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Dunkin' chocolate doughnut ad -- is it racist?

An advertisement poster of a smiling woman with bright pink lips in blackface makeup holding a doughnut is seen on a Skytrain, a commuter train in Ban...
An advertisement of a woman with bright pink lips in blackface makeup holding a doughnut is seen on a commuter train in Bangkok, Thailand, Aug. 30, 2013. A human rights group has called on Dunkin' Donuts to withdraw theGrant Peck / AP

A human rights group blasted an ad for Dunkin' Donuts chocolate doughnuts in Thailand, branding as racist the spot that features a smiling woman with bright pink lips and a face painted black. 

On Friday, the company apologized and said it was working with its franchise in Thailand to pull the ad campaign.

The head of the chain's Thai franchise, which operates independently from the U.S.-based Dunkin' Donuts, had dismissed the criticism as "paranoid American thinking."

The franchise in Thailand launched a campaign this month for its new "Charcoal Donut" featuring the image, which is reminiscent of 19th and early 20th century American stereotypes for black people that are now considered offensive. 

In posters and TV commercials, the campaign shows the woman with a shiny jet black, 1950s-style beehive hairdo, holding a bitten black doughnut alongside the slogan: "Break every rule of deliciousness."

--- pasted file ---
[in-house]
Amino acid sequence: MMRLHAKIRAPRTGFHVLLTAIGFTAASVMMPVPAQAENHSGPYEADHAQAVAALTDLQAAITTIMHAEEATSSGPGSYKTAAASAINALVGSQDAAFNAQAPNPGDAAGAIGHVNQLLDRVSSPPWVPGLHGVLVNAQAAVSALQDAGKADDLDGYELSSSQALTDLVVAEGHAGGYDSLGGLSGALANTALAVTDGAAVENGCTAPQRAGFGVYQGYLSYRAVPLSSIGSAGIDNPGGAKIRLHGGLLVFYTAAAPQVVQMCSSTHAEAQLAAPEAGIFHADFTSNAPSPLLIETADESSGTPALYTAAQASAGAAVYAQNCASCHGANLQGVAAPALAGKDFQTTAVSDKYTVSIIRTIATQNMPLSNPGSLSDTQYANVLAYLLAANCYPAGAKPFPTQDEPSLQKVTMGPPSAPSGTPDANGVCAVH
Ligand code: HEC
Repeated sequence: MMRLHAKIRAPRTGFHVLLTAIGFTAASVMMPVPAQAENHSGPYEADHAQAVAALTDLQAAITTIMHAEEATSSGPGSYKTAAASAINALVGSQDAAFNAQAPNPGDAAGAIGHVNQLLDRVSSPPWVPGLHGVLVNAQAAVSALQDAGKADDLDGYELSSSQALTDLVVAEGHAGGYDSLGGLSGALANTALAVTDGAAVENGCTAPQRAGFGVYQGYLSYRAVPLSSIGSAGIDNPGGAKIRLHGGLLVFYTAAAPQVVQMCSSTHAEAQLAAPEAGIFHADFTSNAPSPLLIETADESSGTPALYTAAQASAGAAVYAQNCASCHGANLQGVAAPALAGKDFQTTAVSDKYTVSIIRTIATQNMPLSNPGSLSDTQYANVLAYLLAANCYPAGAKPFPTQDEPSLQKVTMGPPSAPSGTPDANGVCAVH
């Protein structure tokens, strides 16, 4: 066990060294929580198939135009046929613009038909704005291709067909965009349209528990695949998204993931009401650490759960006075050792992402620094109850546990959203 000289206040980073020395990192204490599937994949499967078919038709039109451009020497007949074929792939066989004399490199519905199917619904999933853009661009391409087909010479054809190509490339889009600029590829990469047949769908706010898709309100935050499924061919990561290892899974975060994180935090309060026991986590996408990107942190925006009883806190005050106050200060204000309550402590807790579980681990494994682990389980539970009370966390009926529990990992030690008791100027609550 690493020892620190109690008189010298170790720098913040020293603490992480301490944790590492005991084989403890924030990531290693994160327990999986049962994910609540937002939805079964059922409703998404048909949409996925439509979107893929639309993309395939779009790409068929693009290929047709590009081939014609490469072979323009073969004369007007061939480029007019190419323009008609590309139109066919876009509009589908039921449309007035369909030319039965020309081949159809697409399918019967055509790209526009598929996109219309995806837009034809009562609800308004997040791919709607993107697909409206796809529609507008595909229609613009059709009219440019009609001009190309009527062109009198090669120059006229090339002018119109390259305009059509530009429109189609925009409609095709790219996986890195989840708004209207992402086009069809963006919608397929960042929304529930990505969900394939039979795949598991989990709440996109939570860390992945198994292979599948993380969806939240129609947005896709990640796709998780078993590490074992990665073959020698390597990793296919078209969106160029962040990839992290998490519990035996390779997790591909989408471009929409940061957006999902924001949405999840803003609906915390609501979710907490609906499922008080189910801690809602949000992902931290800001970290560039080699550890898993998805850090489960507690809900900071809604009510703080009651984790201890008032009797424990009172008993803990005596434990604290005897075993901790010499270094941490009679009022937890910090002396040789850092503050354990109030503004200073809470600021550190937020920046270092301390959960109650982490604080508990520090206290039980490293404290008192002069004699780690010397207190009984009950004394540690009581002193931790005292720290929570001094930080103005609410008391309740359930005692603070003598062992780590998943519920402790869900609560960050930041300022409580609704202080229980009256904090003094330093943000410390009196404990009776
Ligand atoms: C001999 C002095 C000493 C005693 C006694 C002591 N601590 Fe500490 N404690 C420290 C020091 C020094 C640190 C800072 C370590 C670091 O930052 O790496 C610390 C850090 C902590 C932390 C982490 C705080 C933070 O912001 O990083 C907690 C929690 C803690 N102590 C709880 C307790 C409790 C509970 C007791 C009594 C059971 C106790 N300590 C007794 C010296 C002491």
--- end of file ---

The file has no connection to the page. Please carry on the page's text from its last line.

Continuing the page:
Human Rights Watch said it was shocked to see an American brand name running an advertising campaign that would draw "howls of outrage" if released in the United States. 

"It's both bizarre and racist that Dunkin' Donuts thinks that it must color a woman's skin black and accentuate her lips with bright pink lipstick to sell a chocolate doughnut," said Phil Robertson, the deputy Asia director for Human Rights Watch. "Dunkin' Donuts should immediately withdraw this ad, publicly apologize to those it's offended and ensure this never happens again." 

The campaign hasn't ruffled many in Thailand, where it's common for advertisements to use racial stereotypes. A Thai brand of household mops and dustpans called "Black Man" uses a logo with a smiling black man in a tuxedo and bow tie. One Thai skin whitening cream runs TV commercials that say white-skinned people have better job prospects than those with dark skin. An herbal Thai toothpaste says its dark-colored product "is black, but it's good." 

In New York, a spokeswoman for the Dunkin' Donuts said the company "recognizes the insensitivity of this spot and on behalf of our Thailand franchisee and our company, we apologize for any offense it caused.

"We are working with our franchisee to immediately pull the television spot and to change the campaign," Karen Raskopf, Chief Communications Officer for Dunkin' Brands, said in a statement e-mailed to

Earlier, however, the man behind the campaign in Thailand dismissed the criticism as "paranoid American thinking." 

"It's absolutely ridiculous," said Nadim Salhani. CEO of the local Dunkin' Donuts franchise. "We're not allowed to use black to promote our doughnuts? I don't get it. What's the big fuss? What if the product was white and I painted someone white, would that be racist?" 

Salhani said the Thai franchise of Dunkin' Donuts operates independently from the U.S. operation and that doughnut sales have increased about 50 percent since the campaign was launched about two weeks ago, which he attributed to curiosity about the new advertisements. 

"Not everybody in the world is paranoid about racism," said Salhani, a Lebanese expatriate in Thailand who said his teenage daughter was the model featured in the campaign. "I'm sorry, but this is a marketing campaign, and it's working very well for us."